Entertainment, Health and Lifestyle

How to Get Rid of the Lawn Invader Known as Creeping Charlie

Dear Cheapskate: I have lived in my house for over 30 years and experienced many maintenance issues that could be solved. But this is a first — a horrible weed infestation called Creeping Charlie has taken over the lawn. I have tried weed killers, but nothing I’ve tried has worked to kill the entire weed down to the roots. I look at my neighbor’s lawn and see it growing there, too. Do you have a recommendation that would take care of Creeping Charlie without killing the grass? Thanks. — Beth

Dear Beth: Oh, my, I am laughing quietly as I read your letter. When I was a newlywed, my neighbor and I actually shared Creeping Charlie cuttings and grew them in pots to adorn our apartments. We thought we were prolific “gardeners” because our plants grew, well … like weeds!

Creeping Charlie is a pretty specimen because it’s easy to grow and produces little purple flowers. But any plant is considered a weed if it is growing where it is neither wanted nor enjoyed — in your lawn, for example! Mention Creeping Charlie to anyone who works tirelessly for a well-manicured lawn, and you’ll likely get a loud, agonizing groan. It’s that bad. But hang on. I have good news for you and what I hope will be helpful information.

Creeping Charlie is a resilient and adaptive vine in the broadleaf weed category. Surprisingly, it is not affected by all broadleaf herbicides, which, as you know, is frustrating! There’s nothing worse than spending hard-earned money on a product recommended by garden store staff that doesn’t do the job — leaving Charlie’s underground vining rhizomes intact and the invasion alive and well.

Hand-pulling Creeping Charlie, making sure to get every smidgen of that rhizome (root) is one way to stop a very early invasion. And there is a lot of room for error there, which means using this as a punishment for misbehaved kids might not be such a great idea.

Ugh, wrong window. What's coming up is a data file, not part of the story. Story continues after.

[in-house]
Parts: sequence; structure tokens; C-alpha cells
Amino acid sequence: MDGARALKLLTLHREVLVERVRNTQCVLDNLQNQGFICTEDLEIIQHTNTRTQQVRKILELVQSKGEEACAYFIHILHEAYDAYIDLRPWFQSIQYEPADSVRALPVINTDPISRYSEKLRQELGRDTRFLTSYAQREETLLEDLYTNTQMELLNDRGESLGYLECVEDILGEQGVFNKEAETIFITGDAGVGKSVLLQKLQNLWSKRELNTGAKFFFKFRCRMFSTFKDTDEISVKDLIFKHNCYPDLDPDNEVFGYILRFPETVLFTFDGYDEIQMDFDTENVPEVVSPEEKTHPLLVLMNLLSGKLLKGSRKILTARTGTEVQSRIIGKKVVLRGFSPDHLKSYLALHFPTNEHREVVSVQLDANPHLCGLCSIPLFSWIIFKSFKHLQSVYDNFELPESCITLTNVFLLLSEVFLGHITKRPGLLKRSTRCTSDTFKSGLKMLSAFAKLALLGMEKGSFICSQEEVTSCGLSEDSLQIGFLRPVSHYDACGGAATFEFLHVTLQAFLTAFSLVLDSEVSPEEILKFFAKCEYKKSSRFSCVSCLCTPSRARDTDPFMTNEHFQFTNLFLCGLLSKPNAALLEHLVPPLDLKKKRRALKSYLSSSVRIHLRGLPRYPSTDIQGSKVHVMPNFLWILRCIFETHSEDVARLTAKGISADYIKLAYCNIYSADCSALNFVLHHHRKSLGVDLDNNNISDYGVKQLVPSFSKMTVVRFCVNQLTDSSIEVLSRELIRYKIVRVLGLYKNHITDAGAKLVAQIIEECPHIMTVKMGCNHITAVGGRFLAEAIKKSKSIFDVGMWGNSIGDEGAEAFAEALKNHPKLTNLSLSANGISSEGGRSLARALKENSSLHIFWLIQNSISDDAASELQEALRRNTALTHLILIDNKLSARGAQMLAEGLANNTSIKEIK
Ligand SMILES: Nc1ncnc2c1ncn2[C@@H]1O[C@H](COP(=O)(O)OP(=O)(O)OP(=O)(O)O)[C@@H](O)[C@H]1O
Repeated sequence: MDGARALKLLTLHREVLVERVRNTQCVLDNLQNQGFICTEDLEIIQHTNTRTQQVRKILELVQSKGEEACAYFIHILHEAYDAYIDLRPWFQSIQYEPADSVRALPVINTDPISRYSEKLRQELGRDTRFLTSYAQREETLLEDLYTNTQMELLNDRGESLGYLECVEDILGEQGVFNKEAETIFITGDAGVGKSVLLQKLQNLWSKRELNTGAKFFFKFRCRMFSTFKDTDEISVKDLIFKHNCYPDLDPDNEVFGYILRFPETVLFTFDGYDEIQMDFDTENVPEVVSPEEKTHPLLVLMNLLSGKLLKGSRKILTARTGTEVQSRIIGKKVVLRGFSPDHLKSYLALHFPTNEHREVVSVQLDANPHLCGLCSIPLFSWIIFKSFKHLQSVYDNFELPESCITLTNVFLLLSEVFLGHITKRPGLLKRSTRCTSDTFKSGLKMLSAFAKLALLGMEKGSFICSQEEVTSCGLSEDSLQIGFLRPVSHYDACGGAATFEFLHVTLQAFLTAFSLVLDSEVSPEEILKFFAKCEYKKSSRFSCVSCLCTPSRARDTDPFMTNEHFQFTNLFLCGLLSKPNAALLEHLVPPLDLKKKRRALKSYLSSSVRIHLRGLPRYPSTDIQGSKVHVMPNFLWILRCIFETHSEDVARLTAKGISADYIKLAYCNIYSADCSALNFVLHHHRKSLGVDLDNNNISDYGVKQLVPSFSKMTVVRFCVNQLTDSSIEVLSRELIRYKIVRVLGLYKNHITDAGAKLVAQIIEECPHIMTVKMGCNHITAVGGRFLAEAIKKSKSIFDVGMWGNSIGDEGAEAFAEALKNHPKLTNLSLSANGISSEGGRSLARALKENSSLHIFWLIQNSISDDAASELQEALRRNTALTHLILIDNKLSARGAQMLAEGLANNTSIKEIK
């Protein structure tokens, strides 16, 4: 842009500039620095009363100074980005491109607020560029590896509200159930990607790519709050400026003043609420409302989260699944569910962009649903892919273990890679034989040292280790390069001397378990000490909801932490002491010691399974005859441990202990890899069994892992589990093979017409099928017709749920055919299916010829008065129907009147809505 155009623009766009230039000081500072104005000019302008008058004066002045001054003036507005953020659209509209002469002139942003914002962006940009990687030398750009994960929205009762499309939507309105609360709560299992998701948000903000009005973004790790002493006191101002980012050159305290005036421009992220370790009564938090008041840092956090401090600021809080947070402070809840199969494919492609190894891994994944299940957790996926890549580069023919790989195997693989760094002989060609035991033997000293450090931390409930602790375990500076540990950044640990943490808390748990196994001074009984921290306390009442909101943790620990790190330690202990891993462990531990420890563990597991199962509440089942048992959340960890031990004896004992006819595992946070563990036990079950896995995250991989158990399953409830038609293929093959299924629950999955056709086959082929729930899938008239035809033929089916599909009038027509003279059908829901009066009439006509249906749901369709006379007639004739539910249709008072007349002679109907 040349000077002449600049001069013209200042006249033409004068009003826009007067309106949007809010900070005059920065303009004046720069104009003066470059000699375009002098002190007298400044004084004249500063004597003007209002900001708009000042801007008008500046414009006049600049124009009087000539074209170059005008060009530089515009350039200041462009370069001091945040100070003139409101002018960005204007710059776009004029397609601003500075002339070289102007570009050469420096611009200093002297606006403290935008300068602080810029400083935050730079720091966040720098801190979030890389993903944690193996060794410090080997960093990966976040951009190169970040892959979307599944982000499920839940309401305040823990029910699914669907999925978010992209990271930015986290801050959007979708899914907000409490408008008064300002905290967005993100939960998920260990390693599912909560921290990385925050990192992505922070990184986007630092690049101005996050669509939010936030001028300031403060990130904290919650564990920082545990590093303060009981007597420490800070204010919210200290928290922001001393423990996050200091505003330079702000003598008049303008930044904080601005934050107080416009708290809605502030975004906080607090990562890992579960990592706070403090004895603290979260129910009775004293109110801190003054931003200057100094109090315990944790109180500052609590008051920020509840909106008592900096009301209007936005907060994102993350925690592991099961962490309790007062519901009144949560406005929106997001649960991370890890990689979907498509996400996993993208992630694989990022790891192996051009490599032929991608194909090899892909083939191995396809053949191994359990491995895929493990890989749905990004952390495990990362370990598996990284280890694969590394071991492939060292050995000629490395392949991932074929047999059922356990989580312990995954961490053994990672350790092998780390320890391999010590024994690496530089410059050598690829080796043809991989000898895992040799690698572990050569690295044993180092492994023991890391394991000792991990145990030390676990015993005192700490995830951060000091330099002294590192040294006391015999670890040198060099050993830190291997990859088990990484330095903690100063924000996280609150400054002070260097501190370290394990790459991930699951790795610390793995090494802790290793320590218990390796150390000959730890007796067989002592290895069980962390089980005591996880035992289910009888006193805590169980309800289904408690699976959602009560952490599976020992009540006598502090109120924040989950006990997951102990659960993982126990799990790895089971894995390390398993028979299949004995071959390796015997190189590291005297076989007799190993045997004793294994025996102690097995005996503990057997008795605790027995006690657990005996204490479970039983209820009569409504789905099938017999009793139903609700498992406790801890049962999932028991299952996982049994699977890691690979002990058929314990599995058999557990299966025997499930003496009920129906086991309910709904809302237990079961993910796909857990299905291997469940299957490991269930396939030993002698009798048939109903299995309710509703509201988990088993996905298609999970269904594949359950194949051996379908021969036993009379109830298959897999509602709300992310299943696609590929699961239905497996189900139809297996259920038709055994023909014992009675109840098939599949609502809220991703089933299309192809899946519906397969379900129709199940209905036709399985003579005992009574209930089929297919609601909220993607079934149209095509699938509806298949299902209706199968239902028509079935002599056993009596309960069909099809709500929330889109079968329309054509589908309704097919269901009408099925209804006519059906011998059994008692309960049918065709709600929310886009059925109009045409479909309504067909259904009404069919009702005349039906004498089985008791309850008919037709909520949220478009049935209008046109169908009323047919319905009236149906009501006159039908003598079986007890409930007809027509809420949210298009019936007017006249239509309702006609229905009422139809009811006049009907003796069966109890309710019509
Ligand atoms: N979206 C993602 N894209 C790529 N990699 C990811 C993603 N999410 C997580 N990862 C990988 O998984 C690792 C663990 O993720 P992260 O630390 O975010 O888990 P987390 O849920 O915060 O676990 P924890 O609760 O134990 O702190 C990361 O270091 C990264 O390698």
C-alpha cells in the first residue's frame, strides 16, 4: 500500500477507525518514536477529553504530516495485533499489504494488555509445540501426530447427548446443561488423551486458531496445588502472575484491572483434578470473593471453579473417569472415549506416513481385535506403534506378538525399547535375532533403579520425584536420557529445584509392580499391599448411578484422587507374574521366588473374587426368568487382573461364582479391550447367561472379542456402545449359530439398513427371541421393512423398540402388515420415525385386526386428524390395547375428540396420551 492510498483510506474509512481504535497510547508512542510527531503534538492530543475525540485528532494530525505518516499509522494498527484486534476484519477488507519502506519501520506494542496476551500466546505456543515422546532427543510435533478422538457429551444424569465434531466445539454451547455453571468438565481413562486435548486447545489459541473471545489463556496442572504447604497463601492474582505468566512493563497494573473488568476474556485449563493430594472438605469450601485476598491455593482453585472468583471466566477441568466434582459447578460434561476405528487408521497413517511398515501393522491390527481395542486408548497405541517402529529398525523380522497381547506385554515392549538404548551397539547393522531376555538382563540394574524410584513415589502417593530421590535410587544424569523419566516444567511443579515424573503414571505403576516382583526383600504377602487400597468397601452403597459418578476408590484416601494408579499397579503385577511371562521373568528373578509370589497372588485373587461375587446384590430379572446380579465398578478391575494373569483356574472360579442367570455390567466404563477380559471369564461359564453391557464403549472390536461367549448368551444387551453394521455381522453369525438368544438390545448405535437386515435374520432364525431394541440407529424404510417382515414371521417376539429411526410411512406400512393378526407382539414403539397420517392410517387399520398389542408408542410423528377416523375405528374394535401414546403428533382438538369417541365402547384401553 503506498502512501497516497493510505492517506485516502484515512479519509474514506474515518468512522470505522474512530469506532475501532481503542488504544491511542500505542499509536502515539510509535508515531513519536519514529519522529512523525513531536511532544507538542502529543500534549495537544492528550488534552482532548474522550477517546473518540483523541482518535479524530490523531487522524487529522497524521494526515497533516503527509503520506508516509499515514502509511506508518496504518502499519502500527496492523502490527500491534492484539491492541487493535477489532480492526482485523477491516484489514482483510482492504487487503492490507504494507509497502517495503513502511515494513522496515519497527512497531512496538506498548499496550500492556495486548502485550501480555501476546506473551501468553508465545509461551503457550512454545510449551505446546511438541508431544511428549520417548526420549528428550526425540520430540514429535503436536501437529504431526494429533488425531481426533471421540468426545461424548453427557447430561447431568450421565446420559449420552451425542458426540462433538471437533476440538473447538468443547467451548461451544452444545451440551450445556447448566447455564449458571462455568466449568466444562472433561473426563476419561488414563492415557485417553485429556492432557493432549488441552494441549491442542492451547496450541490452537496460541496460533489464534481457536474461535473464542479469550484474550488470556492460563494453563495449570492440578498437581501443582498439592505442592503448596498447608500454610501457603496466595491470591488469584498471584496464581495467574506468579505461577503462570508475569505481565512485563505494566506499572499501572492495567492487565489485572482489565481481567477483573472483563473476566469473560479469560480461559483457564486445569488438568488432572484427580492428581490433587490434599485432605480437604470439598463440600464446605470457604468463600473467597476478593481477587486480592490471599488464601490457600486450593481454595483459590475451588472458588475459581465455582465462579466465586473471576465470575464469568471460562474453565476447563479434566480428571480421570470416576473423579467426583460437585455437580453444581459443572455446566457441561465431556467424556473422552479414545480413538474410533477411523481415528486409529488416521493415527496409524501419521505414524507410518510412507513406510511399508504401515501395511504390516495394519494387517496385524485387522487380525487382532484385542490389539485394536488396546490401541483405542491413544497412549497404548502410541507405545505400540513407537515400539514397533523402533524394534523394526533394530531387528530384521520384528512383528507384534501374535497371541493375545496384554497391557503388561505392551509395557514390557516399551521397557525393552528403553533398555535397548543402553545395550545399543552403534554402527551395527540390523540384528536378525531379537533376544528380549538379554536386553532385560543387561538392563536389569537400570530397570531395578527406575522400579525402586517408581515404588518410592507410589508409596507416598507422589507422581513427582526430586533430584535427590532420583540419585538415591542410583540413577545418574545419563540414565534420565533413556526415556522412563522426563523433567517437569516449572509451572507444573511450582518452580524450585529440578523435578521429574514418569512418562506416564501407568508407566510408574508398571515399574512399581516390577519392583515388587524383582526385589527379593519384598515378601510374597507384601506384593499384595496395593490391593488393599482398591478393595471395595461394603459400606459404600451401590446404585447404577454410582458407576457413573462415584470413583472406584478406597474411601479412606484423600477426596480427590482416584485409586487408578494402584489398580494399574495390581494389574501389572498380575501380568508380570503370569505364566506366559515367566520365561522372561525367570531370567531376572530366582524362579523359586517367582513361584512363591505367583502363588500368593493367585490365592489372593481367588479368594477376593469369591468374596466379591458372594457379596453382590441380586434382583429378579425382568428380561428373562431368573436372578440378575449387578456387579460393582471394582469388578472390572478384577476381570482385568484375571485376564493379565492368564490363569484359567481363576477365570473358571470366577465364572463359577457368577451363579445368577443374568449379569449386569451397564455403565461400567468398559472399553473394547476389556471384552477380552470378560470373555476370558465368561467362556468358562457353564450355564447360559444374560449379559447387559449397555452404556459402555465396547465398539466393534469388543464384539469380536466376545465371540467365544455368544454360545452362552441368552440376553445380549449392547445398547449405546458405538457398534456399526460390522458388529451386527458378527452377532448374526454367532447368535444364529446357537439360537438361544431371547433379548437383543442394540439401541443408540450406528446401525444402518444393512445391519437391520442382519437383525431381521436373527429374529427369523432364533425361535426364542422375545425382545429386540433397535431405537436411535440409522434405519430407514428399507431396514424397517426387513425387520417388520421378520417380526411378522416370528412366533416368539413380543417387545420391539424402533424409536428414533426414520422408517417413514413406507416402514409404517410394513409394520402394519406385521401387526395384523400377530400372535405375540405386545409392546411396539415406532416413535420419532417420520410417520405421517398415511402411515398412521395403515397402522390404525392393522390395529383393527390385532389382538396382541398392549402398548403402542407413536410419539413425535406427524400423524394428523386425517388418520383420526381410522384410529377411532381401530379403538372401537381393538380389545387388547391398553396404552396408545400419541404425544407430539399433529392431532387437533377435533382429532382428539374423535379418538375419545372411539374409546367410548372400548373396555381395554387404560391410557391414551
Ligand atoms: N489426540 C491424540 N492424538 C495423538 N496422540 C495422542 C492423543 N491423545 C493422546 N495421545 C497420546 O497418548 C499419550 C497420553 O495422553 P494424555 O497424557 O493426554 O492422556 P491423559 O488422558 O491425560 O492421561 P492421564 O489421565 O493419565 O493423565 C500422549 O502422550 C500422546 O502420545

A serious problem, such as you are experiencing, requires an effective herbicide. Unfortunately, I have no homemade recipes to offer. It’s time to pull out the big guns.

The only herbicide I can confidently recommend to win this war is T-Zone Turf Herbicide (1.2 ounces per gallon of water). You can find this on Amazon, perhaps at your local home improvement center, or local garden store. T-Zone Turf Herbicide is a broadleaf herbicide, which means that when applied carefully and according to label instructions and warnings, it will kill Mr. Creepy but leave your lawn intact.

The chemicals in T-Zone Turf Herbicide can cause harm when they touch your skin or eyes, so it’s essential to wear protective gear like eye protection, gloves and full-coverage clothing. Read the warnings on the product to make sure you know what you are doing.

You will need a good sprayer that matches the size of your project. A backpack-type power sprayer would likely be a good investment for you and your neighbor to share. Your spraying technique will be important for getting good results.

Additionally, it’s a good idea to keep children and pets away from your lawn for some time after spraying.

Now, before you conclude this is all too complicated, too scary and just downright too much work, let me introduce you to Ryan Knorr, who has an excellent Creeping Charlie how-to video on his YouTube channel. Here is a link to that specific video: https://tinyurl.com/RyanKnorr.

I wish you well with waging war against this creepy lawn invader. And be sure to let me know how this works for you.

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Mary Hunt

Mary invites you to visit her at EverydayCheapskate.com, where this column is archived complete with links and resources for all recommended products and services. Mary invites questions and comments at https://www.everydaycheapskate.com/contact/, "Ask Mary." Tips can be submitted at tips.everydaycheapskate.com/ . This column will answer questions of general interest, but letters cannot be answered individually. Mary Hunt is the founder of EverydayCheapskate.com, a frugal living blog, and the author of the book "Debt-Proof Living."

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